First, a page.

Saturday morning games are a strange species. That statement is meant in terms of matches on television. If an Irish team is involved, it usually means that whatever game it is takes place on the far side of the world.
That, in turn, generally ends up in disappointment more often than success for our representatives. Yes, there was the unforgettable Rugby World Cup win over Australia a couple of years ago, but the down days tend to outnumber the up. Whether it meant a desperately unlucky loss to New Zealand owing to a bad refereeing decision or a 60-0 drubbing.
You’d think, then, that Ireland might stand a better chance of scoring what would be another notable victory over southern hemisphere opposition on their own turf. After all, even allowing for the fact that some of our top players may have their best days behind them, the team should still be strong enough to – at the very least – give a good account of themselves against any opposition.
It’s only natural that enthusiasm and optimism will be ignited when a new coach comes in. Even more so when it’s somebody as high profile and successful as Joe Schmidt. What he achieved with Leinster was quite remarkable so naturally the hope when he was appointed was the similar good things would occur with the national team.
Positive vibes in that regard won’t change the facts that improvements are needed, to fix glitches that have been there for some time now, and remain. In truth, things have been regressing somewhat since the glorious times of the Grand Slam in 2009. And, while it’s very probable that Schmidt will improve the situation from where he inherited it, there appear to be striking resemblances with the recently installed management setup in soccer.
In that, for all the optimism Schmidt’s appointment understandably generated, the realisation that there are certain limitations within the player pool he has at his disposal is inescapable. If anyone thought it could be dodged, they got their riposte during much of the recent Guinness Series.
Until that innate Irish ability to exceed expectations when it seems most unlikely surfaced once again in the New Zealand game. Everything that was missing in previous games – particularly versus Australia – returned in abundance. Ferocious tackling, massive intensity at the breakdown, multiple, effective phases of pick and drive and an efficient and productive kicking game.
So vastly improved was their performance in fact that onlookers were wondering where it had come from. Wounded pride? Maybe. The Schmidt factor – both in terms of his general influence on the players and, even more so, unlocking the knowhow to really put it up to the All Blacks? Possibly.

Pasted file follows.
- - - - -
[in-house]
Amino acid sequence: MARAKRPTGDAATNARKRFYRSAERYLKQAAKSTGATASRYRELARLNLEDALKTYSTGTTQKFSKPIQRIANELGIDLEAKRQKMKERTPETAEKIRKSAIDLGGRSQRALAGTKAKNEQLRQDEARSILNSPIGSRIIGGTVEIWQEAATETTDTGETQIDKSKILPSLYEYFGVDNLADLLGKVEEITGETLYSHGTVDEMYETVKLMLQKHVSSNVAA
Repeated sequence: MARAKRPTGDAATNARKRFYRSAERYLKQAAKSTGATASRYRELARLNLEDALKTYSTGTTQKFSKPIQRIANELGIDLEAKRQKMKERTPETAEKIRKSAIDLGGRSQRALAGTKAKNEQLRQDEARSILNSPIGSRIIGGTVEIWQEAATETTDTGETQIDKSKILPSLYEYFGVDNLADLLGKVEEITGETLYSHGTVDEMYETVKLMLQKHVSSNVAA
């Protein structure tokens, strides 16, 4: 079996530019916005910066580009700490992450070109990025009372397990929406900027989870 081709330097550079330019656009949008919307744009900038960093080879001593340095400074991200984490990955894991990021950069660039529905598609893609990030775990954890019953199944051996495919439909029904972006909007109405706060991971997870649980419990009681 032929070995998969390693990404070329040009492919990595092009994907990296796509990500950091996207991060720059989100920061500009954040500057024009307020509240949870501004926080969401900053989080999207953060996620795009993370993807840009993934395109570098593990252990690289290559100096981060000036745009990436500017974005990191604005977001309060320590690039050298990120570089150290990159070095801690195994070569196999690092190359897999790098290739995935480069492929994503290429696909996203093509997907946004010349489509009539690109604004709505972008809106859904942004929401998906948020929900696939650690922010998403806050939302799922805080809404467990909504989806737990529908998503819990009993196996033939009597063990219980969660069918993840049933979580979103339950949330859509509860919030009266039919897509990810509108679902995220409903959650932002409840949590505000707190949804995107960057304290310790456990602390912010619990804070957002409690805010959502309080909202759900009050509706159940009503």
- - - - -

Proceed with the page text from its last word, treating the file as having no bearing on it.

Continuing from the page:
Yet, for all the positivity the new coach’s arrival infused, there’s the gut wrenching outcome was that we once again came up short against one of the top teams. That it happened to be the best team in the world who haven’t lost all year should soften the blow.
However, after such a heroic effort and getting so close to actually pulling it off, it now feels like one of the worst and most painful defeats any team there’s an interest in suffered in a long time. So much so that you’d hope it won’t have left too much of a scar before the action resumes for them post Christmas.
Most disappointing of all was that – having put in mammoth work, played some exquisite rugby and left the game there for the taking for themselves – they were unable to close it out. Jonny Sexton will be – rightly or wrongly – be lampooned for missing what would’ve been the insurance score.
Personally, I’d have put the penalty in the corner, secured possession from the line out and went through as many phases of pick and drive as possible to run out the clock. Angst that such didn’t happen is only added to when it’s recalled that it wasn’t the first time a game wasn’t closed out that might have been.
And still, gut feeling is there’s no need to be totally downbeat. Maybe it’s just me – possibly engaging in a bit of, well, wishful thinking – but no matter how bad a situation may be – or even look – there has to be at least a morsel of positivity there somewhere. Though it may not seem obvious, there’s some for the rugby fraternity presently too.
Now, had circumstances been different, it’s fairly probable that I would’ve played some sport. In fact, there’s even a fair idea what positions would been favoured in different codes. For example, I always imagined myself being a midfielder or full forward in football, centre back in hurling, up front in soccer and either full back or fly half in rugby.
Hardly surprising, then, the most of the especially favoured players in different games reside in those spots. But, in terms of the rugby scene of late, it’s been two lads in the forwards – Jack McGrath and Dave Kilcoyne – that have caught the eye most. Their continued emergence, and that of Devin Toner, Luke Marshall and Dave Kearney gives plenty of cause for optimism.
Hopefully the forthcoming Six Nations will see the better parts of the last few weeks built upon.